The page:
Friday, March 11, 2011

What High School Basketball Taught One Athlete

My sophomore basketball coach was the best coach I have ever had. In my grade we had seven kids out for basketball. Two of those kids were very good so they were up on the varsity. The rest of us were not very good basketball players, but that did not change my coach’s expectations of winning games. What makes this coach the best I ever had was what he did with very little basketball talent. He did not sign up to coach to lose.
The practices that he ran were the most efficient and effective that I have been part of. Since we were a group that was not going to dunk on anyone or make crazy drives to the basket he decided to focus on different parts of the game. The parts of the game that we focused on were parts that could be done effectively on hard work alone.
Every practice we spent half the time going over defense. We would spend a quarter of the time doing rebounding drills. We would spend the rest of the time either shooting threes or going over an aspect of the game that was more cerebral, i.e. spacing on the zone or where everyone should be on the fastbreak.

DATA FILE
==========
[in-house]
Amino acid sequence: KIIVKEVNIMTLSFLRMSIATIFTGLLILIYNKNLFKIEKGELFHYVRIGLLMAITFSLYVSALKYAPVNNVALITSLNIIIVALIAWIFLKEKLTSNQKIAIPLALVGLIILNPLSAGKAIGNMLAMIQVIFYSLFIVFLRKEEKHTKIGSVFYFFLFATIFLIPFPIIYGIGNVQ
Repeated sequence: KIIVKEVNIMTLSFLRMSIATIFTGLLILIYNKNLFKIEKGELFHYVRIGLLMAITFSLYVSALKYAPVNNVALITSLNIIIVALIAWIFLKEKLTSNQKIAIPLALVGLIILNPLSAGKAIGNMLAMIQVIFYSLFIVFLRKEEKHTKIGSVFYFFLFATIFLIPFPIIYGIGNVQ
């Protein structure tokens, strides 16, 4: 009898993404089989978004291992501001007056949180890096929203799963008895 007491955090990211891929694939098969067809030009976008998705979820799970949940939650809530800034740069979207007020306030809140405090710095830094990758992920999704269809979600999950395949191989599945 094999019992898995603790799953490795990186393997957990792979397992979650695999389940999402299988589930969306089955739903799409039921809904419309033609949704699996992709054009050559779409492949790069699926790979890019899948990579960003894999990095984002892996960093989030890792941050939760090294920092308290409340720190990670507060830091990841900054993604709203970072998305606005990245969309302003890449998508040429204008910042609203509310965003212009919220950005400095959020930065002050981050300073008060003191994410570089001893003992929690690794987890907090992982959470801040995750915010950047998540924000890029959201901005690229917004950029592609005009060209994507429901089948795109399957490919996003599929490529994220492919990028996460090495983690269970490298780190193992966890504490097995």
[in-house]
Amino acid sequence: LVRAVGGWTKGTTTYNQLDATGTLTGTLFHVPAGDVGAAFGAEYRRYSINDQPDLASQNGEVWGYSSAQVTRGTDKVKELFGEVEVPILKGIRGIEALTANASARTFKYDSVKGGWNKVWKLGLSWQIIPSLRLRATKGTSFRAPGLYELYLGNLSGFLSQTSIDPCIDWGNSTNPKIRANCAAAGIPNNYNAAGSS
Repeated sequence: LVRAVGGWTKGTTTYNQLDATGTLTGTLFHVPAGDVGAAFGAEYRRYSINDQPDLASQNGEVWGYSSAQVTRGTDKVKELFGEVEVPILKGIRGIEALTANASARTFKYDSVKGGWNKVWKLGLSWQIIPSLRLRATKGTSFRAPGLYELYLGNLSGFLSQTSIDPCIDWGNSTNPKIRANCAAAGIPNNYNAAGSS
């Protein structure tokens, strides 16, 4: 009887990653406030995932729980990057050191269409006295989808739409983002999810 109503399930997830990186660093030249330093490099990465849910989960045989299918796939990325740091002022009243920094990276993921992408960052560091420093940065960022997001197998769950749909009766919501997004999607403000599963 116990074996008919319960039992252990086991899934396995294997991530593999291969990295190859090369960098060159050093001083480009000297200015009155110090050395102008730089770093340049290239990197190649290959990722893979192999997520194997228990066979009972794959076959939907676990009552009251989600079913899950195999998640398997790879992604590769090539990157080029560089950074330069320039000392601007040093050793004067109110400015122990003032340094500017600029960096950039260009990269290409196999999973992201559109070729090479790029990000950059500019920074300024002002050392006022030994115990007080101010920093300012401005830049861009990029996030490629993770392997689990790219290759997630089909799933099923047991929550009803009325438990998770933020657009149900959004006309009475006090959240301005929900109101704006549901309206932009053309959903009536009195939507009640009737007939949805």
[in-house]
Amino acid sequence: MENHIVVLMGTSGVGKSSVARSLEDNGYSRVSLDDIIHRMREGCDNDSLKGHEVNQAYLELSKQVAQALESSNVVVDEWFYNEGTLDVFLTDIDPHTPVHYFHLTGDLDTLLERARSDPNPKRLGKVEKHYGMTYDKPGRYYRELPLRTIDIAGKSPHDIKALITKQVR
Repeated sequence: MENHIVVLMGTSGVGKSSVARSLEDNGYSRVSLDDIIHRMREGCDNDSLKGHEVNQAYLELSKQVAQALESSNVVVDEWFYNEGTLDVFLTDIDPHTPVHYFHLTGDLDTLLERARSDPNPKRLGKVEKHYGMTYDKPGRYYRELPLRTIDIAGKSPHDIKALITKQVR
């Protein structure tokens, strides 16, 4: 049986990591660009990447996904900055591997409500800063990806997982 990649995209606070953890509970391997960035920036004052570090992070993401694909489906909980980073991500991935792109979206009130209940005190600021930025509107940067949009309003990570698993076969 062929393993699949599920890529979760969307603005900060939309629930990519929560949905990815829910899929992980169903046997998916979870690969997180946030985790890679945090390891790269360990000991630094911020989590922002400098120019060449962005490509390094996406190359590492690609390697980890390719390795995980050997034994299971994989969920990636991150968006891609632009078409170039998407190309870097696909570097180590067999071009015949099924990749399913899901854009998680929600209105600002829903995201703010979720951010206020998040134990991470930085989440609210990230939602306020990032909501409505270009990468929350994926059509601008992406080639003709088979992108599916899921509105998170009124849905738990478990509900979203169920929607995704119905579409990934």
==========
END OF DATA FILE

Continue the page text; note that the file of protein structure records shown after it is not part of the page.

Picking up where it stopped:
As a result we played defense and rebounded better than anyone else. We also shot the three very well. Even though our shots looked pretty bad we had practiced it so much that more often than not the ball went in. By the end of the season we were playing very smart and effective basketball.
There a lot of takeaways from this coach, but the most exciting one is that hard work and hustle still pay huge dividends. Our coach instilled in us an attitude that always made our practices intense. We would go after loose balls harder in our practices than most teams do in games. Our coach would always emphasize playing hard and smart. So we would spend about two hours a day at a breakneck pace trying to outhustle each other. Once we got to the game, that switch would not turn off.
The point of this is that as a coach, great talent is never guaranteed. However, through hard work and hustle, games can still be won. My 19-2 sophomore high school basketball team is a testament to how it is possible to win a lot of games through outworking the other team.
Jordan Smith
Social Foundations of Coaching Course
Notre Dame 2011